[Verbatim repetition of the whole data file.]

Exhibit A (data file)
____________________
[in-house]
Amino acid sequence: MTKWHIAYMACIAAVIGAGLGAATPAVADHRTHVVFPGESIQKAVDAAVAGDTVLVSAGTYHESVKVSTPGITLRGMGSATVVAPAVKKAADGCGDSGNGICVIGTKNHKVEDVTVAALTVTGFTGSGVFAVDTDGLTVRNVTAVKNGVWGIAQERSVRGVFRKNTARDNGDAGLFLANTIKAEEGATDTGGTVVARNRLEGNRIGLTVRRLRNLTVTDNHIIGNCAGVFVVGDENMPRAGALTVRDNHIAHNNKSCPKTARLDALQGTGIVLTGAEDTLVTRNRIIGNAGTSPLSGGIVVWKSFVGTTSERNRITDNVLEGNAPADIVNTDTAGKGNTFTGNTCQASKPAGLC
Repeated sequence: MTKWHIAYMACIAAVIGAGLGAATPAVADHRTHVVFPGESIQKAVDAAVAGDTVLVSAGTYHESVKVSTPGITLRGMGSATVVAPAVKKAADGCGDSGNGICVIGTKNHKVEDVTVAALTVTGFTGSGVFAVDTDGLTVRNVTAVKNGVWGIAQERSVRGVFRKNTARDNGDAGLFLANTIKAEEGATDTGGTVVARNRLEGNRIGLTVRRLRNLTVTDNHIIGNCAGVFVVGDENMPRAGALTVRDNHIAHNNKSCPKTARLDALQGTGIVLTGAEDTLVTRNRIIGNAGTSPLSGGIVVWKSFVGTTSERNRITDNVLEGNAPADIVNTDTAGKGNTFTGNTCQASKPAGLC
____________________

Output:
[in-house]
Amino acid sequence: MTKWHIAYMACIAAVIGAGLGAATPAVADHRTHVVFPGESIQKAVDAAVAGDTVLVSAGTYHESVKVSTPGITLRGMGSATVVAPAVKKAADGCGDSGNGICVIGTKNHKVEDVTVAALTVTGFTGSGVFAVDTDGLTVRNVTAVKNGVWGIAQERSVRGVFRKNTARDNGDAGLFLANTIKAEEGATDTGGTVVARNRLEGNRIGLTVRRLRNLTVTDNHIIGNCAGVFVVGDENMPRAGALTVRDNHIAHNNKSCPKTARLDALQGTGIVLTGAEDTLVTRNRIIGNAGTSPLSGGIVVWKSFVGTTSERNRITDNVLEGNAPADIVNTDTAGKGNTFTGNTCQASKPAGLC
Repeated sequence: MTKWHIAYMACIAAVIGAGLGAATPAVADHRTHVVFPGESIQKAVDAAVAGDTVLVSAGTYHESVKVSTPGITLRGMGSATVVAPAVKKAADGCGDSGNGICVIGTKNHKVEDVTVAALTVTGFTGSGVFAVDTDGLTVRNVTAVKNGVWGIAQERSVRGVFRKNTARDNGDAGLFLANTIKAEEGATDTGGTVVARNRLEGNRIGLTVRRLRNLTVTDNHIIGNCAGVFVVGDENMPRAGALTVRDNHIAHNNKSCPKTARLDALQGTGIVLTGAEDTLVTRNRIIGNAGTSPLSGGIVVWKSFVGTTSERNRITDNVLEGNAPADIVNTDTAGKGNTFTGNTCQASKPAGLC